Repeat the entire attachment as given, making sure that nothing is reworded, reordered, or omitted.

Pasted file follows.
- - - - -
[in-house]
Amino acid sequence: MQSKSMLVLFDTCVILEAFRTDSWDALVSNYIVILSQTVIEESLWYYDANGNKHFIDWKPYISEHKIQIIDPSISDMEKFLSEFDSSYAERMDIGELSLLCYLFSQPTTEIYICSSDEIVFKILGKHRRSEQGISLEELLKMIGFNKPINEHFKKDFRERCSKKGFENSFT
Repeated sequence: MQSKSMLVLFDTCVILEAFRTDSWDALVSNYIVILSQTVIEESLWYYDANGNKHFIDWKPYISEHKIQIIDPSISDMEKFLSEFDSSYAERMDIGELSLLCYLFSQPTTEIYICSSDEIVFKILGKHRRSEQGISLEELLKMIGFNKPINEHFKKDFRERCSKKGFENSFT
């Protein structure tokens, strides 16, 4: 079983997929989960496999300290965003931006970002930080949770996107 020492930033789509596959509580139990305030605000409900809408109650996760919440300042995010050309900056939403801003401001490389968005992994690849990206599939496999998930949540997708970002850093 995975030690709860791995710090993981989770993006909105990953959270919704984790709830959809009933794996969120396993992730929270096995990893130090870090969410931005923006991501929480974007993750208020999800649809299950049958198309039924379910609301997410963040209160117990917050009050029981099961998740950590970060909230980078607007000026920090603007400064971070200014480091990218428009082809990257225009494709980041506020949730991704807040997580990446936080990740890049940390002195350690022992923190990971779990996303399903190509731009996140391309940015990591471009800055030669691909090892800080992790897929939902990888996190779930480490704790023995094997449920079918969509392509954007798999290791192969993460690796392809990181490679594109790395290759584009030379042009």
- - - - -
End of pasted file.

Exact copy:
[in-house]
Amino acid sequence: MQSKSMLVLFDTCVILEAFRTDSWDALVSNYIVILSQTVIEESLWYYDANGNKHFIDWKPYISEHKIQIIDPSISDMEKFLSEFDSSYAERMDIGELSLLCYLFSQPTTEIYICSSDEIVFKILGKHRRSEQGISLEELLKMIGFNKPINEHFKKDFRERCSKKGFENSFT
Repeated sequence: MQSKSMLVLFDTCVILEAFRTDSWDALVSNYIVILSQTVIEESLWYYDANGNKHFIDWKPYISEHKIQIIDPSISDMEKFLSEFDSSYAERMDIGELSLLCYLFSQPTTEIYICSSDEIVFKILGKHRRSEQGISLEELLKMIGFNKPINEHFKKDFRERCSKKGFENSFT
């Protein structure tokens, strides 16, 4: 079983997929989960496999300290965003931006970002930080949770996107 020492930033789509596959509580139990305030605000409900809408109650996760919440300042995010050309900056939403801003401001490389968005992994690849990206599939496999998930949540997708970002850093 995975030690709860791995710090993981989770993006909105990953959270919704984790709830959809009933794996969120396993992730929270096995990893130090870090969410931005923006991501929480974007993750208020999800649809299950049958198309039924379910609301997410963040209160117990917050009050029981099961998740950590970060909230980078607007000026920090603007400064971070200014480091990218428009082809990257225009494709980041506020949730991704807040997580990446936080990740890049940390002195350690022992923190990971779990996303399903190509731009996140391309940015990591471009800055030669691909090892800080992790897929939902990888996190779930480490704790023995094997449920079918969509392509954007798999290791192969993460690796392809990181490679594109790395290759584009030379042009």